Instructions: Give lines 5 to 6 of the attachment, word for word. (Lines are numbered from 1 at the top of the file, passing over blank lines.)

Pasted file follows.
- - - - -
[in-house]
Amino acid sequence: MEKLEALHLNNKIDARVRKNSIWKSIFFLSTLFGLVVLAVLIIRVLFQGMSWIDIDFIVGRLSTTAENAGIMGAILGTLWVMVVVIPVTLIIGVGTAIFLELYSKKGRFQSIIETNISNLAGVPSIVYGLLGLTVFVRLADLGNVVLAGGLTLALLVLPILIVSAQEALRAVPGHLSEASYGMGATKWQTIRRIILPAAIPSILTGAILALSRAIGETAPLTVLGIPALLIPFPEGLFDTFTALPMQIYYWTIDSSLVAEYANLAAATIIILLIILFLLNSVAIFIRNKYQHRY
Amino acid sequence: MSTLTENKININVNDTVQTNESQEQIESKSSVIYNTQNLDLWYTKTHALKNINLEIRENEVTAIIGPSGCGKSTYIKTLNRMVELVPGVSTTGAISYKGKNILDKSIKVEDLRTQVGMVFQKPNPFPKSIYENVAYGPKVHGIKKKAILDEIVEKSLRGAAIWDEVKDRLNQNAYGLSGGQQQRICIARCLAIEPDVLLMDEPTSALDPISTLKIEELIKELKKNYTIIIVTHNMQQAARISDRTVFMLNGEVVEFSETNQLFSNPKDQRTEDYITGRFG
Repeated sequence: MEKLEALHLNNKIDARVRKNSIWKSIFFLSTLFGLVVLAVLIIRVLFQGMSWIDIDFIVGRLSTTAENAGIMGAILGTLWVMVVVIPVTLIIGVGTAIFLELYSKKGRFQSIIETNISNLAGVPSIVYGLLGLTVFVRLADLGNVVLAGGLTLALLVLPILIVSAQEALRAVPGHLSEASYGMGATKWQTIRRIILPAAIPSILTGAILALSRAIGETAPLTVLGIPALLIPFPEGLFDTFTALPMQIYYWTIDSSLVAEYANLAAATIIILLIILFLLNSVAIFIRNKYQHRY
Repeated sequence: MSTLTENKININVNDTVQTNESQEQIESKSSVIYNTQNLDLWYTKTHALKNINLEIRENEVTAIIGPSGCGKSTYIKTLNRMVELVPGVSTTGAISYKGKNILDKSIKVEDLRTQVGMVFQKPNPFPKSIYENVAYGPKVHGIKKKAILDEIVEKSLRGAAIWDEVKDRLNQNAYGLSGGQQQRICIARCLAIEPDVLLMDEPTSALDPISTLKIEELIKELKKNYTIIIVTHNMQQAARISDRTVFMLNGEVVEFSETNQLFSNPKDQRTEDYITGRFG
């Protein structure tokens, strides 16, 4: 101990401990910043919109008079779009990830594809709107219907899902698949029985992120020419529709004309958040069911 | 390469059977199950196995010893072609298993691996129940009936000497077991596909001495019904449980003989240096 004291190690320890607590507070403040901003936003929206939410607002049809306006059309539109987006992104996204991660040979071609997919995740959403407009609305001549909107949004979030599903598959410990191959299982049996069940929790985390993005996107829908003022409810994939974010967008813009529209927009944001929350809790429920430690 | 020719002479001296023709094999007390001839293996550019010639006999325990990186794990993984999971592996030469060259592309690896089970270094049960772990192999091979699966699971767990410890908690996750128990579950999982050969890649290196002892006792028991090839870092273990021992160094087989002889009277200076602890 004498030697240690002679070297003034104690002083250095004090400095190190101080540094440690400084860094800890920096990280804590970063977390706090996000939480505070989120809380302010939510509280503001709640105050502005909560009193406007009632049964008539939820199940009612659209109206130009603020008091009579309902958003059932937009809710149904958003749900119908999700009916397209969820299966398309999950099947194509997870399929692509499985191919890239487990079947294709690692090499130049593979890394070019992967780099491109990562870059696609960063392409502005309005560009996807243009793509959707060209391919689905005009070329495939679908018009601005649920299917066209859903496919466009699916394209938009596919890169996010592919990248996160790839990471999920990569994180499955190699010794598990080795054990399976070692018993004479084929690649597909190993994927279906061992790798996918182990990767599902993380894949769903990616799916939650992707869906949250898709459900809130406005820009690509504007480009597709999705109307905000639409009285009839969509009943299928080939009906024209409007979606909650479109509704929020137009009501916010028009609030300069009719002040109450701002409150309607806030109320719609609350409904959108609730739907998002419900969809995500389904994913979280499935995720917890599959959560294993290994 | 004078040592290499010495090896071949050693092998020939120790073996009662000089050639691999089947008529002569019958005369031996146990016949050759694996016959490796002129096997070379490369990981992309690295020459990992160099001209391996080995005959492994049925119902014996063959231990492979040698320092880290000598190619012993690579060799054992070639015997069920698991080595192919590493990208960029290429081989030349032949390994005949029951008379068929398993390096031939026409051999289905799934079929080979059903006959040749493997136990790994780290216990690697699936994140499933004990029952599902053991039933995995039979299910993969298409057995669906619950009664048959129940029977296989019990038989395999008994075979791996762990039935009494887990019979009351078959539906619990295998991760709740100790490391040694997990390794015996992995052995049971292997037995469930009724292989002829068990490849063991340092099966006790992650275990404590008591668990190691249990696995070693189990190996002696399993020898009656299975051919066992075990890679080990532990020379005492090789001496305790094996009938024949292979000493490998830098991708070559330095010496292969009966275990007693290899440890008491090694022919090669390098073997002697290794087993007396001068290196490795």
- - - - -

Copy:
Repeated sequence: MSTLTENKININVNDTVQTNESQEQIESKSSVIYNTQNLDLWYTKTHALKNINLEIRENEVTAIIGPSGCGKSTYIKTLNRMVELVPGVSTTGAISYKGKNILDKSIKVEDLRTQVGMVFQKPNPFPKSIYENVAYGPKVHGIKKKAILDEIVEKSLRGAAIWDEVKDRLNQNAYGLSGGQQQRICIARCLAIEPDVLLMDEPTSALDPISTLKIEELIKELKKNYTIIIVTHNMQQAARISDRTVFMLNGEVVEFSETNQLFSNPKDQRTEDYITGRFG
């Protein structure tokens, strides 16, 4: 101990401990910043919109008079779009990830594809709107219907899902698949029985992120020419529709004309958040069911 | 390469059977199950196995010893072609298993691996129940009936000497077991596909001495019904449980003989240096 004291190690320890607590507070403040901003936003929206939410607002049809306006059309539109987006992104996204991660040979071609997919995740959403407009609305001549909107949004979030599903598959410990191959299982049996069940929790985390993005996107829908003022409810994939974010967008813009529209927009944001929350809790429920430690 | 020719002479001296023709094999007390001839293996550019010639006999325990990186794990993984999971592996030469060259592309690896089970270094049960772990192999091979699966699971767990410890908690996750128990579950999982050969890649290196002892006792028991090839870092273990021992160094087989002889009277200076602890 004498030697240690002679070297003034104690002083250095004090400095190190101080540094440690400084860094800890920096990280804590970063977390706090996000939480505070989120809380302010939510509280503001709640105050502005909560009193406007009632049964008539939820199940009612659209109206130009603020008091009579309902958003059932937009809710149904958003749900119908999700009916397209969820299966398309999950099947194509997870399929692509499985191919890239487990079947294709690692090499130049593979890394070019992967780099491109990562870059696609960063392409502005309005560009996807243009793509959707060209391919689905005009070329495939679908018009601005649920299917066209859903496919466009699916394209938009596919890169996010592919990248996160790839990471999920990569994180499955190699010794598990080795054990399976070692018993004479084929690649597909190993994927279906061992790798996918182990990767599902993380894949769903990616799916939650992707869906949250898709459900809130406005820009690509504007480009597709999705109307905000639409009285009839969509009943299928080939009906024209409007979606909650479109509704929020137009009501916010028009609030300069009719002040109450701002409150309607806030109320719609609350409904959108609730739907998002419900969809995500389904994913979280499935995720917890599959959560294993290994 | 004078040592290499010495090896071949050693092998020939120790073996009662000089050639691999089947008529002569019958005369031996146990016949050759694996016959490796002129096997070379490369990981992309690295020459990992160099001209391996080995005959492994049925119902014996063959231990492979040698320092880290000598190619012993690579060799054992070639015997069920698991080595192919590493990208960029290429081989030349032949390994005949029951008379068929398993390096031939026409051999289905799934079929080979059903006959040749493997136990790994780290216990690697699936994140499933004990029952599902053991039933995995039979299910993969298409057995669906619950009664048959129940029977296989019990038989395999008994075979791996762990039935009494887990019979009351078959539906619990295998991760709740100790490391040694997990390794015996992995052995049971292997037995469930009724292989002829068990490849063991340092099966006790992650275990404590008591668990190691249990696995070693189990190996002696399993020898009656299975051919066992075990890679080990532990020379005492090789001496305790094996009938024949292979000493490998830098991708070559330095010496292969009966275990007693290899440890008491090694022919090669390098073997002697290794087993007396001068290196490795």